The mother and her vulnerable children led a life of fear and hope. In the sixteen wartime months until their deportation Friederike Schmidberger and her children had to report regularly to the Salzburg Gestapo.
Clearly the mother did everything possible to protect her children and that the Gestapo did not give the request of the Hallein administration for the »evacuation« of the two children any priority.
On March 7, 1944, five months after the notice from the Hallein administration to the Salzburg Gestapo office, the Gestapo Deputy Director Theodor Grafenberger wrote back:
The evacuation of the persons subsequently identified as Jews will be arranged at an appropriate time. Until then, the Jews are to remain in their previous place of residence.
As the Gestapo Salzburg did not order an »evacuation« of the two children in the following months – probably at the request of their mother – the Halleiner authority repeated its urgent request on 15 August 1944:
If possible, I ask you to carry out the evacuation of the two mentioned children as soon as possible, because the children’s mother cannot be supported by any authority.
In other words the claim of the authority in its letter to the Gestapo on October 1, 1943 that the dismissed mother and her children were a burden on the public purse was in fact a lie. The administration had rejected any social responsibility for the support of the unemployed mother and her two children and they were dependent on the mother’s helping in an inn and thanks to the help of dear friends, who risked being denounced as friends of the Jews.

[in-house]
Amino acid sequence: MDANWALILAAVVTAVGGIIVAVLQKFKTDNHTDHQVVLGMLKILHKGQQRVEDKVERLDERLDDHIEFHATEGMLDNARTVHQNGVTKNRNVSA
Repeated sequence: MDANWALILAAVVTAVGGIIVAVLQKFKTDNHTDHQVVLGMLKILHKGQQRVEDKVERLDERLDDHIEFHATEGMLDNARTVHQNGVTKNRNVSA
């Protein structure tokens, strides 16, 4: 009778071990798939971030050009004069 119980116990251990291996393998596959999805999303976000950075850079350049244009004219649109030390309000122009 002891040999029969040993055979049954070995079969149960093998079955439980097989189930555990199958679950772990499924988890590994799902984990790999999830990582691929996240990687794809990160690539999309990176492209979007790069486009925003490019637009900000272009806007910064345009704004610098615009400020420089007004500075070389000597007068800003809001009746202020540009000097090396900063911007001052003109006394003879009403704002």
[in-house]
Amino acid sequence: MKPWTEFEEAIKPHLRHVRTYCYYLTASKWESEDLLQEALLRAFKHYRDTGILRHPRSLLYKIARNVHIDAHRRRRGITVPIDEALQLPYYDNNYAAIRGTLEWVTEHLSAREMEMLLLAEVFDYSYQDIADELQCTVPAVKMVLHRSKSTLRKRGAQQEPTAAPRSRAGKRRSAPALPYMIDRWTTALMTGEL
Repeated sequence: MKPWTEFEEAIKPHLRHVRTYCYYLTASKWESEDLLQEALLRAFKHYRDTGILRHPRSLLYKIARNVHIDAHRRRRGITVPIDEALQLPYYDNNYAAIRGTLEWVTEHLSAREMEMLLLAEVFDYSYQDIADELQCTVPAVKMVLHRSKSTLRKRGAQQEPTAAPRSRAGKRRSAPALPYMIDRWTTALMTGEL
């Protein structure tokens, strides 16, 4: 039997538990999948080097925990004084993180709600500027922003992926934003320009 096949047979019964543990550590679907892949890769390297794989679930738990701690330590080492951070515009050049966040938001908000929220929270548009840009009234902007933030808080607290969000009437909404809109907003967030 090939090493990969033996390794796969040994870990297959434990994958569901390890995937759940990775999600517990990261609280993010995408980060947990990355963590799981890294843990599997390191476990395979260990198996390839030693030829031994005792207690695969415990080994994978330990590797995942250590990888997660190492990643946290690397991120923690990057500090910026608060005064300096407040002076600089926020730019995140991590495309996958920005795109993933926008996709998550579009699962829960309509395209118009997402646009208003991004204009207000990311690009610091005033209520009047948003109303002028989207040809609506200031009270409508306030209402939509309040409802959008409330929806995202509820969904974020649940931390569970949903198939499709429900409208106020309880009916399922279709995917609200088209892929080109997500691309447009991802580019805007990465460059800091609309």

The mother who refused to abandon her children in the time of their great danger deserves the greatest respect. But this does not explain why or how the mother, who was not Jewish, could travel to Theresienstadt in a »transport of Jews« – with the consent of the Gestapo. Friederike Schmidberger was not a person of many words, but rather a courageous mother who explained it with simple words in her handwritten CV:
At the beginning of January [February] 1945 the Gestapo came for my children, but because of my voluntary commitment to the Jewish community I was allowed to accompany my children.
The Gestapo delivered the mother and her two children to the police jail on the »Georg-von-Schönerer-Platz« [Rudolfsplatz], and after two days and nights twelve weeks before the liberation, on February 14, 1945 they were deported to the Theresienstadt concentration camp.
Berta and Stanislaus survived the terror years thanks to the courage and care of their mother. In July 1945, after the end of a typhus epidemic and quarantine in liberated Theresienstadt, they were able to return to Salzburg with a US army military transport.
Documents indicate that they had been severely traumatized.
In 1948 Friederike Schmidberger and her two children applied for victims’ compensation at the offices of the Salzburg State government, but were only recognized as »victims of political persecution« at the end of 1952.
Nathan Fogel, Friederike’s partner and father of the two children survived the persecution in Poland and returned to Salzburg in September 1946.
In the mid-1950s they all moved to Leopoldsdorf in the Marchfeld of Lower Austria, and then finally to Vienna. But there was no happy ending: the father died young from a heart attack, then the mother from a stroke – and as they were still unmarried and of different religions they were not buried together.
In 1991 Stanislaus died at age 56, he was the last person who shared his sister Berta’s painful memories.
Berta SCHMIDBERGER, was an honorary member of the Austrian Federal Association of Jewish Communities as a Holocaust-survivor.
She died on October 29, 2015 in Vienna at age 77 and was buried beside her mother and her brother Stanislaus.
- Salzburg city and state archives
- Hallein city archives
- Municipality of the city of Vienna
- Vienna Jewish Community
- Private archive of Berta Schmidberger
Translation: Stan Nadel
Laid 04.08.2018 at Salzburg, Rudolfsplatz 3